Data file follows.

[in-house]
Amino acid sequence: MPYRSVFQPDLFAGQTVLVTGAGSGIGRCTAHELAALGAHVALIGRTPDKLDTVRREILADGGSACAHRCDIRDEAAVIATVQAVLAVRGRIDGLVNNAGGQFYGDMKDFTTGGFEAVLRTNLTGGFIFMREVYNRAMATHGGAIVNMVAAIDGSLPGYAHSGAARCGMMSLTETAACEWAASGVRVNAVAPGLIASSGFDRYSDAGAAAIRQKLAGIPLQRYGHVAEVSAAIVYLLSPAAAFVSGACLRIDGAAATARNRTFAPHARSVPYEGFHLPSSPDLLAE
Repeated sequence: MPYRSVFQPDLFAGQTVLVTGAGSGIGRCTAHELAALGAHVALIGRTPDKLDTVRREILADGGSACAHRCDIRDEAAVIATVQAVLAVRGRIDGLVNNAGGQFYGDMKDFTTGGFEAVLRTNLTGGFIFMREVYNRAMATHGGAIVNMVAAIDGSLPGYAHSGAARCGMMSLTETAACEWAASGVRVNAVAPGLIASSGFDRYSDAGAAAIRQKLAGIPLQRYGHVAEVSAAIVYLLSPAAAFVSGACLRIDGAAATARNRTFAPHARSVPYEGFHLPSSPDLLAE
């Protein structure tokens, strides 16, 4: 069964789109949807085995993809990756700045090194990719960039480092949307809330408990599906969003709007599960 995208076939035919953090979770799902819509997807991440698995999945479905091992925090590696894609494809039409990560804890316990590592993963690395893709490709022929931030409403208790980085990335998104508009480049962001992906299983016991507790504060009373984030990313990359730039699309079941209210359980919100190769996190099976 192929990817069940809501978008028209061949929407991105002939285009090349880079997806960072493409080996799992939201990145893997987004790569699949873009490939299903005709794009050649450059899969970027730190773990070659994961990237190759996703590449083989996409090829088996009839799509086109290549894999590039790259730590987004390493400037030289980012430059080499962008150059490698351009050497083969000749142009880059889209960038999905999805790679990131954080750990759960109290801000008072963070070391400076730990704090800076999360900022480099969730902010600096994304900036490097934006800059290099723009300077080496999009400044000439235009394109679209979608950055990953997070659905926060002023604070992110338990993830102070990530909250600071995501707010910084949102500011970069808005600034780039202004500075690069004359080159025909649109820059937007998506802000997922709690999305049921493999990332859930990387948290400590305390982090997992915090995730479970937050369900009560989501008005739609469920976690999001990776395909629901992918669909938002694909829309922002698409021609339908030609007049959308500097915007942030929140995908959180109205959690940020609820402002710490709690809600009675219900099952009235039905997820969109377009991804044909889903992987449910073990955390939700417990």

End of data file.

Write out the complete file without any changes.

[in-house]
Amino acid sequence: MPYRSVFQPDLFAGQTVLVTGAGSGIGRCTAHELAALGAHVALIGRTPDKLDTVRREILADGGSACAHRCDIRDEAAVIATVQAVLAVRGRIDGLVNNAGGQFYGDMKDFTTGGFEAVLRTNLTGGFIFMREVYNRAMATHGGAIVNMVAAIDGSLPGYAHSGAARCGMMSLTETAACEWAASGVRVNAVAPGLIASSGFDRYSDAGAAAIRQKLAGIPLQRYGHVAEVSAAIVYLLSPAAAFVSGACLRIDGAAATARNRTFAPHARSVPYEGFHLPSSPDLLAE
Repeated sequence: MPYRSVFQPDLFAGQTVLVTGAGSGIGRCTAHELAALGAHVALIGRTPDKLDTVRREILADGGSACAHRCDIRDEAAVIATVQAVLAVRGRIDGLVNNAGGQFYGDMKDFTTGGFEAVLRTNLTGGFIFMREVYNRAMATHGGAIVNMVAAIDGSLPGYAHSGAARCGMMSLTETAACEWAASGVRVNAVAPGLIASSGFDRYSDAGAAAIRQKLAGIPLQRYGHVAEVSAAIVYLLSPAAAFVSGACLRIDGAAATARNRTFAPHARSVPYEGFHLPSSPDLLAE
């Protein structure tokens, strides 16, 4: 069964789109949807085995993809990756700045090194990719960039480092949307809330408990599906969003709007599960 995208076939035919953090979770799902819509997807991440698995999945479905091992925090590696894609494809039409990560804890316990590592993963690395893709490709022929931030409403208790980085990335998104508009480049962001992906299983016991507790504060009373984030990313990359730039699309079941209210359980919100190769996190099976 192929990817069940809501978008028209061949929407991105002939285009090349880079997806960072493409080996799992939201990145893997987004790569699949873009490939299903005709794009050649450059899969970027730190773990070659994961990237190759996703590449083989996409090829088996009839799509086109290549894999590039790259730590987004390493400037030289980012430059080499962008150059490698351009050497083969000749142009880059889209960038999905999805790679990131954080750990759960109290801000008072963070070391400076730990704090800076999360900022480099969730902010600096994304900036490097934006800059290099723009300077080496999009400044000439235009394109679209979608950055990953997070659905926060002023604070992110338990993830102070990530909250600071995501707010910084949102500011970069808005600034780039202004500075690069004359080159025909649109820059937007998506802000997922709690999305049921493999990332859930990387948290400590305390982090997992915090995730479970937050369900009560989501008005739609469920976690999001990776395909629901992918669909938002694909829309922002698409021609339908030609007049959308500097915007942030929140995908959180109205959690940020609820402002710490709690809600009675219900099952009235039905997820969109377009991804044909889903992987449910073990955390939700417990």